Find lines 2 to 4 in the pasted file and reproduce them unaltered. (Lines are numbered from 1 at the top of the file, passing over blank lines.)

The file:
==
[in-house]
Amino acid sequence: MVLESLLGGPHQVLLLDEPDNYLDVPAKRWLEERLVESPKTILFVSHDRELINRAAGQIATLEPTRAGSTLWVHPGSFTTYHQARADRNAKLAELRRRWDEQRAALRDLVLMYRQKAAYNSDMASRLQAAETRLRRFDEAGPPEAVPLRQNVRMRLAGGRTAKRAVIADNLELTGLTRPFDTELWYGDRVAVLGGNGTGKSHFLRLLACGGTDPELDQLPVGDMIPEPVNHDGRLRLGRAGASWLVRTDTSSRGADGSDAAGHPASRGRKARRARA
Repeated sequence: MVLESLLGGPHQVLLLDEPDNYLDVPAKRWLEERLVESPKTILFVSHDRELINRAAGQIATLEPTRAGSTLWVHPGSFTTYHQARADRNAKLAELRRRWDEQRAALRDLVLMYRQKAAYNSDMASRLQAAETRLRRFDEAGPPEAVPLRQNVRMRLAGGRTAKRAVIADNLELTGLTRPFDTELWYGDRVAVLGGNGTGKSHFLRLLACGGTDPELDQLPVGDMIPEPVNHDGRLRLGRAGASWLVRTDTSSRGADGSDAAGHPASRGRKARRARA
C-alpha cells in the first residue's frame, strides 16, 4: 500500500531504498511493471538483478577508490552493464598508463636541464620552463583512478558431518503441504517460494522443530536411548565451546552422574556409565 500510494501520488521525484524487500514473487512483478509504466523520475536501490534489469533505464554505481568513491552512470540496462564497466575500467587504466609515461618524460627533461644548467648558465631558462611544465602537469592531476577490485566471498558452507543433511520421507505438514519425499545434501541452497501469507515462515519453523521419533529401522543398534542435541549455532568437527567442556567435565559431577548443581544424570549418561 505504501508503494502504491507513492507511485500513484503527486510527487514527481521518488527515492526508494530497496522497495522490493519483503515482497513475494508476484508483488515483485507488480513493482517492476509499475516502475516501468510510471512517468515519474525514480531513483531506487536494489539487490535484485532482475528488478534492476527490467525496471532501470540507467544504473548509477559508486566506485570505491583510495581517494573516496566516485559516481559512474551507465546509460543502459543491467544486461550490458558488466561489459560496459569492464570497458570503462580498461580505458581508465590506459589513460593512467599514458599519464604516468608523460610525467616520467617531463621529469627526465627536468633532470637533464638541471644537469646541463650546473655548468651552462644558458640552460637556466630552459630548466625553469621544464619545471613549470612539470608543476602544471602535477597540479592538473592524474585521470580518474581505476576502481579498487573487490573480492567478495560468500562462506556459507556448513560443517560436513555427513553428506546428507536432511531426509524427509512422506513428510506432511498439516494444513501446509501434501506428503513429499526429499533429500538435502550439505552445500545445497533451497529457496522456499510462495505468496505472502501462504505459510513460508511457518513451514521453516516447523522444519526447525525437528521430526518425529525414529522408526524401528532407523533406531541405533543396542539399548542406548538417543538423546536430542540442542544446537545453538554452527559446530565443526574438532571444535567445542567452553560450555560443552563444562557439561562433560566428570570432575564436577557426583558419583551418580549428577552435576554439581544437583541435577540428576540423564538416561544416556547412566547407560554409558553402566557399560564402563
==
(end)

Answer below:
Amino acid sequence: MVLESLLGGPHQVLLLDEPDNYLDVPAKRWLEERLVESPKTILFVSHDRELINRAAGQIATLEPTRAGSTLWVHPGSFTTYHQARADRNAKLAELRRRWDEQRAALRDLVLMYRQKAAYNSDMASRLQAAETRLRRFDEAGPPEAVPLRQNVRMRLAGGRTAKRAVIADNLELTGLTRPFDTELWYGDRVAVLGGNGTGKSHFLRLLACGGTDPELDQLPVGDMIPEPVNHDGRLRLGRAGASWLVRTDTSSRGADGSDAAGHPASRGRKARRARA
Repeated sequence: MVLESLLGGPHQVLLLDEPDNYLDVPAKRWLEERLVESPKTILFVSHDRELINRAAGQIATLEPTRAGSTLWVHPGSFTTYHQARADRNAKLAELRRRWDEQRAALRDLVLMYRQKAAYNSDMASRLQAAETRLRRFDEAGPPEAVPLRQNVRMRLAGGRTAKRAVIADNLELTGLTRPFDTELWYGDRVAVLGGNGTGKSHFLRLLACGGTDPELDQLPVGDMIPEPVNHDGRLRLGRAGASWLVRTDTSSRGADGSDAAGHPASRGRKARRARA
C-alpha cells in the first residue's frame, strides 16, 4: 500500500531504498511493471538483478577508490552493464598508463636541464620552463583512478558431518503441504517460494522443530536411548565451546552422574556409565 500510494501520488521525484524487500514473487512483478509504466523520475536501490534489469533505464554505481568513491552512470540496462564497466575500467587504466609515461618524460627533461644548467648558465631558462611544465602537469592531476577490485566471498558452507543433511520421507505438514519425499545434501541452497501469507515462515519453523521419533529401522543398534542435541549455532568437527567442556567435565559431577548443581544424570549418561 505504501508503494502504491507513492507511485500513484503527486510527487514527481521518488527515492526508494530497496522497495522490493519483503515482497513475494508476484508483488515483485507488480513493482517492476509499475516502475516501468510510471512517468515519474525514480531513483531506487536494489539487490535484485532482475528488478534492476527490467525496471532501470540507467544504473548509477559508486566506485570505491583510495581517494573516496566516485559516481559512474551507465546509460543502459543491467544486461550490458558488466561489459560496459569492464570497458570503462580498461580505458581508465590506459589513460593512467599514458599519464604516468608523460610525467616520467617531463621529469627526465627536468633532470637533464638541471644537469646541463650546473655548468651552462644558458640552460637556466630552459630548466625553469621544464619545471613549470612539470608543476602544471602535477597540479592538473592524474585521470580518474581505476576502481579498487573487490573480492567478495560468500562462506556459507556448513560443517560436513555427513553428506546428507536432511531426509524427509512422506513428510506432511498439516494444513501446509501434501506428503513429499526429499533429500538435502550439505552445500545445497533451497529457496522456499510462495505468496505472502501462504505459510513460508511457518513451514521453516516447523522444519526447525525437528521430526518425529525414529522408526524401528532407523533406531541405533543396542539399548542406548538417543538423546536430542540442542544446537545453538554452527559446530565443526574438532571444535567445542567452553560450555560443552563444562557439561562433560566428570570432575564436577557426583558419583551418580549428577552435576554439581544437583541435577540428576540423564538416561544416556547412566547407560554409558553402566557399560564402563